New prostate cancer test strives to slash biopsies
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New prostate cancer test strives to slash biopsies

Israeli-run Cleveland Diagnostics develops exam to determine whether antigens produced by cancer cells or normal cells

Illustrative: Cancer cells. (Pixabay)
Illustrative: Cancer cells. (Pixabay)

Prostate cancer is the second most common cancer in American men after skin cancer, with almost 190,000 new cases in the US expected for 2016 and about 26,000 deaths, according to the American Cancer Society. It is also the second leading cause of cancer death in American men, behind only lung cancer.

Prostate cancer can often be detected before symptoms arise by testing the amount of prostate-specific antigen (PSA) — a substance made by cells in the prostate gland — in the blood. A high level of PSA could be indicative of cancer and if a blood test finds this, the patient will most often be sent for a biopsy.

But here lies the problem. Because PSA is secreted both by normal cells and cancer cells, its levels could be high for other reasons and not necessarily cancer: age, an inflammation of the prostate gland, or even a bicycle ride. But most often when doctors receive a high reading, they send their patients to do a biopsy, just to be on the safe side.

“There are roughly 1.5 million primary biopsies done in the US a year,” says Israel-born Arnon Chait, the CEO of Cleveland Diagnostics, based in Cleveland, Ohio. “On average 70 percent come back negative.”

That is good news for the patient, but at a cost of about $4,000 per biopsy, health providers are not happy.

Thus Cleveland Diagnostics (CDX), founded by Chait and his partner Boris Zaslavsky in 2013, is developing a technology and test kit that can identify the PSA that specifically comes from cancer cells.

“We don’t look at the level of PSA in the blood – which is not specific to cancer,” Chait said. “Our test asks: where did this PSA come from, normal cells or cancer cells? This will help health providers save billions of dollars and patients won’t have to undergo unnecessary procedures.”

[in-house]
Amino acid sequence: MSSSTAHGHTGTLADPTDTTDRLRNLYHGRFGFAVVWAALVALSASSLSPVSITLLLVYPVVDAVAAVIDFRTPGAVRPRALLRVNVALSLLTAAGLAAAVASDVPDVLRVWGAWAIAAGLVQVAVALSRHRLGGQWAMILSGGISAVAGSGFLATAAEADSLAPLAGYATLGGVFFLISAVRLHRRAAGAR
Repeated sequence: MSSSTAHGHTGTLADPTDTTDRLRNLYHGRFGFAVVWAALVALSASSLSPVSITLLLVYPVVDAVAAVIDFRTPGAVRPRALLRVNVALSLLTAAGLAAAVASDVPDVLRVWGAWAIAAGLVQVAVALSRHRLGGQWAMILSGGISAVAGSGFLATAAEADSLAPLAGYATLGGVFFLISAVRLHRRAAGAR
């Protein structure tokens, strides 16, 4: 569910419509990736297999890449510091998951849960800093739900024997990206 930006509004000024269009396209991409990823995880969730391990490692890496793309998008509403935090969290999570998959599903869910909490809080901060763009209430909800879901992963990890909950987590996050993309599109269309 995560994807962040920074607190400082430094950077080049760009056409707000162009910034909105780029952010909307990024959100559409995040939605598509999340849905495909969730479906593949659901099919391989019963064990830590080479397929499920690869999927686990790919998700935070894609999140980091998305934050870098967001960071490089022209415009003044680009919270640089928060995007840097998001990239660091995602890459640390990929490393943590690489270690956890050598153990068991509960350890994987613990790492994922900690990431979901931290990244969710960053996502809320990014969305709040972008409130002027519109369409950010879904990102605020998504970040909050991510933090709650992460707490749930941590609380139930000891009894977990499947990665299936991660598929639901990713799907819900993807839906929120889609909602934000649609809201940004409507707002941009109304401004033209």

Potentially, said Chait, the new IsoPSA test, expected to enter the market in the last quarter of the year, could replace the current PSA test in the screening process in health centers.

This same technology could also be used in other applications, to detect breast cancer and ovarian cancer, Chait said, as well as for early diagnosis of Alzheimer’s disease.

“It is the same technology but looking at different proteins with different custom chemistry in the test kit,” he said. “And all of our tests are intimately connected to the underlying disease biology by detecting changes in the structure and state of the biomarker protein.”

Cleveland Clinic, in Cleveland, Ohio, a nonprofit academic medical center and one of the largest hospital systems in the US, is the company’s largest shareholder and clinical collaborator. Merchavia Holdings and Investments Ltd., whose shares are traded on the Tel Aviv Stock Exchange, is also an investor in CDX.

Chait was the founder of an interdisciplinary lab at NASA and has held several academic positions at universities, including Tufts and Case Western Reserve University.

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